'Cause I Said So…

The Education of Matt Damon

Posted in Cinema, Education, Entertainment, Films, Media, Movies, Politics, Popular Culture by kevinsoberg on August 5, 2011

Since his breakout hit movie, Good Will Hunting, Matt Damon has been in the public eye. He has used his celebrity to advance a Left-leaning political agenda. Much of his advocacy, especially of public education, is premised on how he is seen by the public as “intelligent”. This aura of intelligence is simply a shadow cast by his portrayal of the (self-styled) character, Will Hunting, from his Oscar-winning screenplay.

For those of you who haven’t seen the movie, here’s a brief description of the character. Will Hunting is a young man, probably early- to mid- twenties. He has been born and reared in a lower-income area. He has anger-control and abandonment issues, probably stemming from childhood abuse. He has been in and out of state correctional and social systems since early youth. He has adopted a group of friends as his “family”, and is very protective of them. He works menial jobs. He lives alone. He is a genius, but his brilliance is a self-kept secret. So, he lacks a formal education.

During the course of the movie, the following happen: Will solves a mathematical puzzle. He meets a girl. His genius is discovered. He is re-arrested. He is rescued and mentored by an acclaimed professor. He enters court-ordered therapy. He begins a relationship.

As you watch the film, you notice certain attitudes, which appear counter-intuitive to what one would expect. As a curious, self-educated man, you wouldn’t expect Will to mimic the academy’s line about class and economics. Having been passed as a child through an impersonal system, you would expect Will to have a general disdain of government’s ability to “aid” the individual.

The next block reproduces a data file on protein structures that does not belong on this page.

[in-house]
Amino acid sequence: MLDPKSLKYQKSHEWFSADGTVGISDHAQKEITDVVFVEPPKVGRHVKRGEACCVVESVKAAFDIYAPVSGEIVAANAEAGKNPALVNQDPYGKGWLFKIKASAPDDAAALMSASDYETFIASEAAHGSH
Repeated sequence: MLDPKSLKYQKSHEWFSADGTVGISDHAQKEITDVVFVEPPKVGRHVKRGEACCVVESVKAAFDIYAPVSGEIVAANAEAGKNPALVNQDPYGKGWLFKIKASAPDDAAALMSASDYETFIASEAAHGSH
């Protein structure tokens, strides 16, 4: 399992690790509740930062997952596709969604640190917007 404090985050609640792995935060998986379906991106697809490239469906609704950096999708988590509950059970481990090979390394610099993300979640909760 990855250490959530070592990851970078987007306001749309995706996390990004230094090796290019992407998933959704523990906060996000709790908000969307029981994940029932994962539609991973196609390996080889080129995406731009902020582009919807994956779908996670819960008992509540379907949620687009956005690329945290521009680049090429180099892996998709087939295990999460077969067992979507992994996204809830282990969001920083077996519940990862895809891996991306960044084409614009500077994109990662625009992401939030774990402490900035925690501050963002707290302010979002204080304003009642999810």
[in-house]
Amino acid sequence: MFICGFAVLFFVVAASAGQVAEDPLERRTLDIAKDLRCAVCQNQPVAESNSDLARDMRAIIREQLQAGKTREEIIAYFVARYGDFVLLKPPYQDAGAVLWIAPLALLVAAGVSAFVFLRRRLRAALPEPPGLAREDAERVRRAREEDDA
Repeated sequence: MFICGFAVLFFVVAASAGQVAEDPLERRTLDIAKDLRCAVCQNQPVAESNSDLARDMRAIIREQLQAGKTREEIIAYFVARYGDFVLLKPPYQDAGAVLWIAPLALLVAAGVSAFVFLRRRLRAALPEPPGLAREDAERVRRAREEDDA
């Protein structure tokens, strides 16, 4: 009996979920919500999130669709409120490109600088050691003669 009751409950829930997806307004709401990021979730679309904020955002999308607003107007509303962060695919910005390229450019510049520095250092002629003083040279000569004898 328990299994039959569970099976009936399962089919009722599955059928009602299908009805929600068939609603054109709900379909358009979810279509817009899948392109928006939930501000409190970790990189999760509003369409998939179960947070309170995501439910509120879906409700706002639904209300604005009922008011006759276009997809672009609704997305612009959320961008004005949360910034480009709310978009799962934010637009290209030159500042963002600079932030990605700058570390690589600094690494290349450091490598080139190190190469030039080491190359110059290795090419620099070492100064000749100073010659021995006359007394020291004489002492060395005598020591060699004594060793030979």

Instead, Will calls out a Harvard student for quoting economics theory as his own, belittling his plagiarism of thought. Will claims the student has wasted money on an education freely obtained with a library card. The student counters that he will have a Harvard degree and the financial rewards which follow. Will finishes with an argument in favor of “original thinking”.

During the initial meeting with his psychologist, Will belittles the man’s personal library. Will asks if the man had even bothered to read the books. Seeing a US History book, Will suggests the man read Howard Zinn’s History of the American People, telling him it will blow his mind.

When his mentor sets up interviews with perspective employers, Will doesn’t keep the appointments, sends a friend in his place or treats the interviewers with disrespect. During an interview with the NSA, Will goes on a rant about how corporate interests run American foreign policy to the detriment of the public. While talking to his closest friend, Will expresses his wish to stay in the neighborhood working menial jobs. Will goes on about the nobility of manual labor. Will’s attitude is negative toward leaving his friends, until his best friend becomes angry about Will’s waste of his gifts.

I thought Will was supposed to be a “genius”. Is it “original thinking” to be anti-American, anti-property, and anti-capitalist? That sounds more like the left-wing pabulum spread by the academy. Most people I know who’ve come from a low-income situation appreciate education, upward mobility, and property. They’ve had to work hard to achieve them. Most Leftist revolutionaries have been from the highly educated and middle class, as everything was given to them and they sought something “more”.